Alcohol and Hospitalization (Alcohol Drinking Predicts Future Hospitalization)

I. Background. 


I.    Background

II.   Study of Alcohol and Hospitalization

III. Results

IV.  Probable Reasons

V.   Hospitalization Needed?

VI.  Source

VII. Resources

Alcohol and hospitalization are connected. Heavy drinkers appear more likely to use hospitals than non-drinkers. This is not surprising. But what about light drinkers and moderate drinkers? There is extensive evidence that light and moderate alcohol consumption leads to better health. That’s in comparison with with either non-drinking or heavy drinking. Does such drinking predict the frequency or total days of future hospital admission from any cause?

II. Study of Alcohol and Hospitalization

To learn the answer, this study looked at 10,883 men and 12,857 women aged 40 to 79. They were from the European Prospective Investigation into Cancer in Norfolk. This is a general population cohort of people age 40–79 years living in East Alglica. The survey followed them for ten years. The current scholars compared drinking levels with later frequency and length of hospitalization. In doing so, they controlled for age, occupation, education, smoking, body mass index, diabetes, heart attack, stroke and cancer.

III. Results

alcohol and hospitalizationThe study found that alcohol drinkers were much less likely than non-drinkers to later go to a hospital. This included heavy drinkers. That may be because there were very few heavy drinkers.

Men who drank alcohol used hospitals about as often as teetotaling men. However, they stayed for much shorter lengths of time. Women who drank were much less likely to use hospitals than abstainers. In addition, they stayed for many fewer days.

IV. Probable Reasons

Heart diseases and strokes cause about half of all deaths in Western Societies. However, light and moderate drinking reduces the risk of these major diseases by almost half. Also, such drinking is associated with reduced risk of many other diseases (see Alcohol and Health). Moreover, alcohol consumption is not a risk factor for the vast majority of cancers. And for those remaining cancers, it is usually only a risk factor for heavy drinking.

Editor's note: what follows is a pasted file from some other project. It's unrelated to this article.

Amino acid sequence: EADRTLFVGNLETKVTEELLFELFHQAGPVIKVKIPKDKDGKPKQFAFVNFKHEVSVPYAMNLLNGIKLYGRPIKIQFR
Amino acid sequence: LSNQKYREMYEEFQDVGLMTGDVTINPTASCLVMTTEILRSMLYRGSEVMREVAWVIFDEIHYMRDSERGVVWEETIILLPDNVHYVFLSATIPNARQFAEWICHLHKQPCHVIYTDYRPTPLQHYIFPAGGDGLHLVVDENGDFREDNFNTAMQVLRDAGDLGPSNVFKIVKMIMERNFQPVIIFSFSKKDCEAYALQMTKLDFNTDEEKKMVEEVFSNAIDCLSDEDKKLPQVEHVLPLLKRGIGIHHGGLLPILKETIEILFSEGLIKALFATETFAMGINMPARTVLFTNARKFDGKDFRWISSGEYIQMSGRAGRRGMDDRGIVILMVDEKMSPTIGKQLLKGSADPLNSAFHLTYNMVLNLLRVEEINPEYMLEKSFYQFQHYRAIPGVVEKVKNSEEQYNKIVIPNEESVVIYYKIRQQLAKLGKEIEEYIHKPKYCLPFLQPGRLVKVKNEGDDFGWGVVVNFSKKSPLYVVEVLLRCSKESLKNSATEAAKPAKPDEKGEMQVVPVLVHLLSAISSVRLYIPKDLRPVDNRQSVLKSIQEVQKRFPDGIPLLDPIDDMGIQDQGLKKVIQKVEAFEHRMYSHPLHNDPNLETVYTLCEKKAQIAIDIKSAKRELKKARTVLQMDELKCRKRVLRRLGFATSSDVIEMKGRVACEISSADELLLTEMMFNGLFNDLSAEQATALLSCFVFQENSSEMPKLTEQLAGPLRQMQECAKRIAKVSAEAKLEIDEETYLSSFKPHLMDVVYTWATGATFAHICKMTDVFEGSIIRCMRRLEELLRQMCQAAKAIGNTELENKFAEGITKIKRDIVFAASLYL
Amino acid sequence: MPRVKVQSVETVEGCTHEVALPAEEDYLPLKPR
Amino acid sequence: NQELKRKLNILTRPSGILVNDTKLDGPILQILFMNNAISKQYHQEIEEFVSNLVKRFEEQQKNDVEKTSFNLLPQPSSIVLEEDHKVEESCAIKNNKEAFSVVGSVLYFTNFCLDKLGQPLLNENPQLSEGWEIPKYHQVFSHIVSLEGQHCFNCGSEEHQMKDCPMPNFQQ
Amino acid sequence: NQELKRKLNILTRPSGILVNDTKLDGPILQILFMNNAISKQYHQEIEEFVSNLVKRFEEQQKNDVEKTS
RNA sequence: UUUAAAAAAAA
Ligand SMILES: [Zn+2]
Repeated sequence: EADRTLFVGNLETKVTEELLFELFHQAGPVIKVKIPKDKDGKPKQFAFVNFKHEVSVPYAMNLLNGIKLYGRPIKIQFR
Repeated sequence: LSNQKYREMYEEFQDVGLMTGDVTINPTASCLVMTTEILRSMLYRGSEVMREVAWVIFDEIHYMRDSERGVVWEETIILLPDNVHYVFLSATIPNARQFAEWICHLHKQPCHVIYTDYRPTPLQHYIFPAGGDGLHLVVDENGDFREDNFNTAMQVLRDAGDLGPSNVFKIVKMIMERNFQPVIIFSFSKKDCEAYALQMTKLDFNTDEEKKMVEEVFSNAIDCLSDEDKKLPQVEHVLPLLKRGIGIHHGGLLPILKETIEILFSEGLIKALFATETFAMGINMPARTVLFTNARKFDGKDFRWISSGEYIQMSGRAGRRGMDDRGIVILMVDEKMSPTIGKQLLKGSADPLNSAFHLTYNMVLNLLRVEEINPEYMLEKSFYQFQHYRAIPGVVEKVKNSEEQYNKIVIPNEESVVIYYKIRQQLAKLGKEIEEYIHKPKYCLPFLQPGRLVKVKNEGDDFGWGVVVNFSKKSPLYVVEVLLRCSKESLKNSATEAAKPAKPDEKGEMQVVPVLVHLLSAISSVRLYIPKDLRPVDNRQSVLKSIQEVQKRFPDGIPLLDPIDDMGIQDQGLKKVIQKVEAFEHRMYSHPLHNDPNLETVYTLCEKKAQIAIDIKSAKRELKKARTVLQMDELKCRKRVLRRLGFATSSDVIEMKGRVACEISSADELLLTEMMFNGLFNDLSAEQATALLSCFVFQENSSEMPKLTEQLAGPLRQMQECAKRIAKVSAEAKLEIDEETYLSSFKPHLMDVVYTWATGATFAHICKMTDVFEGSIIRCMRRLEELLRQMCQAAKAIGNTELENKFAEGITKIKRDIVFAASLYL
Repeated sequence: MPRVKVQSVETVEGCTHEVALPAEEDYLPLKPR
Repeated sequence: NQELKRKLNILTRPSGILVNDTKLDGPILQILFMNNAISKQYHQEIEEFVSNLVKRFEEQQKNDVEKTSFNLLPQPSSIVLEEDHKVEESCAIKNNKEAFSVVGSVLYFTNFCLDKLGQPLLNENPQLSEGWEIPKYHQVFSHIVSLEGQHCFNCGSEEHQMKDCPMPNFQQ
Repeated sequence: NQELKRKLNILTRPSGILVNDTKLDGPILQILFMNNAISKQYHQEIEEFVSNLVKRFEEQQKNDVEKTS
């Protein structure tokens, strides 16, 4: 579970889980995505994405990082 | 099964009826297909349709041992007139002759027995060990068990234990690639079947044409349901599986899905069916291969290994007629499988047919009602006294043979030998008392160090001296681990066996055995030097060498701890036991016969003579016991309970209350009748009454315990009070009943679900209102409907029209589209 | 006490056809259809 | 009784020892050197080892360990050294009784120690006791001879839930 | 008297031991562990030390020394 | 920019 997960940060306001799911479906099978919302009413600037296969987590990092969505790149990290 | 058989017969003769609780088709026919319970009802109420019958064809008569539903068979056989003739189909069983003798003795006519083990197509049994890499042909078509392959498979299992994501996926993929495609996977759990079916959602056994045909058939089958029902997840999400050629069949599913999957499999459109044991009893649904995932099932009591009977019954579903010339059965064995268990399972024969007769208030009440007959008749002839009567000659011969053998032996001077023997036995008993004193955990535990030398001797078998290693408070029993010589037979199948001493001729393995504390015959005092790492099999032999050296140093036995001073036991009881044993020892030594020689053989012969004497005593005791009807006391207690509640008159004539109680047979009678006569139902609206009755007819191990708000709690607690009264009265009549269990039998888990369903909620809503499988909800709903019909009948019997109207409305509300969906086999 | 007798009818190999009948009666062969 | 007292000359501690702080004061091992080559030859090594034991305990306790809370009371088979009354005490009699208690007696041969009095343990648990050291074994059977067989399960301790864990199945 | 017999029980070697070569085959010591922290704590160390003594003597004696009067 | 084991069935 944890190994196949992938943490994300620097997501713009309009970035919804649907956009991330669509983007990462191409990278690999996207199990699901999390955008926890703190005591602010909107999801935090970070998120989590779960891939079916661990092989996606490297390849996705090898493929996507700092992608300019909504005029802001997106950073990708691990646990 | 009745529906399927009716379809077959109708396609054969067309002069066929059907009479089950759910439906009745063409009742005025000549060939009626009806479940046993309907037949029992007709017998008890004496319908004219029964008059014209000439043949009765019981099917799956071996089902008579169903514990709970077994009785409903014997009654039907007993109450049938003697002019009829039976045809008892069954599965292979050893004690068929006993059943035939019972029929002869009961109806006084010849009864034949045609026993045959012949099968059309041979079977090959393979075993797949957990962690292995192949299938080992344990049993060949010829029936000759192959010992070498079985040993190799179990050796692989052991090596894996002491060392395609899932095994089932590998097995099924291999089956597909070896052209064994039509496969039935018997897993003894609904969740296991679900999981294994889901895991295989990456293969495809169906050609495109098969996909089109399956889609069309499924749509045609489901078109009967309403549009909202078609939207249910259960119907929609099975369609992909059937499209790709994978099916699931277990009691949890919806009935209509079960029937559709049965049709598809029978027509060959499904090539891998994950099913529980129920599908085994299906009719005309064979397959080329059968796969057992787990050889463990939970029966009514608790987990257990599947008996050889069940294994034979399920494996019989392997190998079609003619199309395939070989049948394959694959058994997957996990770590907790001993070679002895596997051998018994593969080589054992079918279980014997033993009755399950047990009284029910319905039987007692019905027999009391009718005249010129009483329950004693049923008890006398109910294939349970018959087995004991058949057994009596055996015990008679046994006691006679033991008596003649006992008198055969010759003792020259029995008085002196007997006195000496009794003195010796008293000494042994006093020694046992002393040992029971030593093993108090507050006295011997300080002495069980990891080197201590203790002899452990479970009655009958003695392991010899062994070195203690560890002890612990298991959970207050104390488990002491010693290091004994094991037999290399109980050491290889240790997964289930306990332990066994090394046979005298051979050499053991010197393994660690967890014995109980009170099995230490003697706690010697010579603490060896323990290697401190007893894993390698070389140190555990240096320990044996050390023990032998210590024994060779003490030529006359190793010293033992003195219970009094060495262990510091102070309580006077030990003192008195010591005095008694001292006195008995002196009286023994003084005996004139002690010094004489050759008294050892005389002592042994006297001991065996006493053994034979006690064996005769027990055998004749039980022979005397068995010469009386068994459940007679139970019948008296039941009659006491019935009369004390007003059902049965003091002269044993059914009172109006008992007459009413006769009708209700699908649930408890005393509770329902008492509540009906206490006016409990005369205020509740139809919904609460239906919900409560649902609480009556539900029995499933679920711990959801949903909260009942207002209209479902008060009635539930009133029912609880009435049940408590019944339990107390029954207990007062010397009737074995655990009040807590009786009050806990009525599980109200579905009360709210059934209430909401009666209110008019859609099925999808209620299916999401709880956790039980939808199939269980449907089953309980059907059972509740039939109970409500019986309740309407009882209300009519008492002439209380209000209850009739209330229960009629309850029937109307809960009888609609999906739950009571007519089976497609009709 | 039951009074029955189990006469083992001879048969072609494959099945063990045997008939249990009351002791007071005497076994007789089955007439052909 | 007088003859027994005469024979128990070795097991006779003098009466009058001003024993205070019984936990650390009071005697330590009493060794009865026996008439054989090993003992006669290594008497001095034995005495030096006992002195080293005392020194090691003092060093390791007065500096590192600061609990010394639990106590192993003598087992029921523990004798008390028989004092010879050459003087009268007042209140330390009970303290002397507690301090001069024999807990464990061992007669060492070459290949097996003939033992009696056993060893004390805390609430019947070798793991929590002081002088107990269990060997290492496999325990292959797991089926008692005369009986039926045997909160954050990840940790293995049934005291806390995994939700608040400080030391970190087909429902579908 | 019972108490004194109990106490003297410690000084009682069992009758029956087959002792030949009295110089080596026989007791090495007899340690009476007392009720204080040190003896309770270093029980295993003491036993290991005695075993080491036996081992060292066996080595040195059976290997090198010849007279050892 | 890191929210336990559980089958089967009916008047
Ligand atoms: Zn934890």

V. Hospitalization Needed?

It’s important to know if you might need to go to a hospital. In particular, both heart attacks and strokes benefit greatly from prompt medical care.

Heart Attack

There are many common signs of heart attack.

  • Heavy feeling in chestalcohol and hospitalization
  • Pain in arm, back, or jaw.
  • Anxiety
  • Short breath
  • Heart racing
  • Dizziness
  • Sweating
  • Vomiting

But if you’re ever in the slightest doubt, get medical help fast. Never take a chance of dying.


The American Stroke Association suggests using “FAST” to remember signs of stroke. It’s easy.

F – Face Drooping. One side of face drooping?

A – Arm Weakness. One arm weak or numb?

S – Speech Difficulty. Suddenly slurred speech?

T – Time to Call 9-1-1. Call 9-1-1 if even a single one of the symptoms happens. And call even if the symptom disappears.

In addition, other symptoms can include loss of vision, unusual walk, weakness on one side of the body, or severe headache.

Risk Factors

Stroke and heart disease share many of the same risk factors. They include these.

  • Abstaining from alcohol.alcohol and hospitalization
  • Abusing alcohol.
  • Being overweight
  • Diabetes
  • High blood pressure.
  • High LDL (“bad”) cholesterol levels or low HDL (“good”) cholesterol levels.
  • Family history of stroke or heart attack
  • Physical inactivity
  • Smoking

Fortunately, we can control most of the big risk factors. And that’s for both both stroke and heart disease.

VI. Source

Luben, R., et al. Alcohol consumption and future hospital usage. The EPIC-Norfolk prospective population study, PLOS, July 18, 2018.

VII. Resources

Are you at risk of a heart attack?

Emergency Department. What to Expect.

Emergency Room. What to Expect.

Off Nat Stat. Alcohol-specific deaths in the UK. London: 2018.

Rinzler, C. and Graf, M. Controlling Cholesterol for Dummies. Hoboken: Wiley, 2018.

Taylor, L, et al. Can I Tell You about Having a Stroke? A Guide for Friends, Family and Professionals. London: Kingsley, 2015.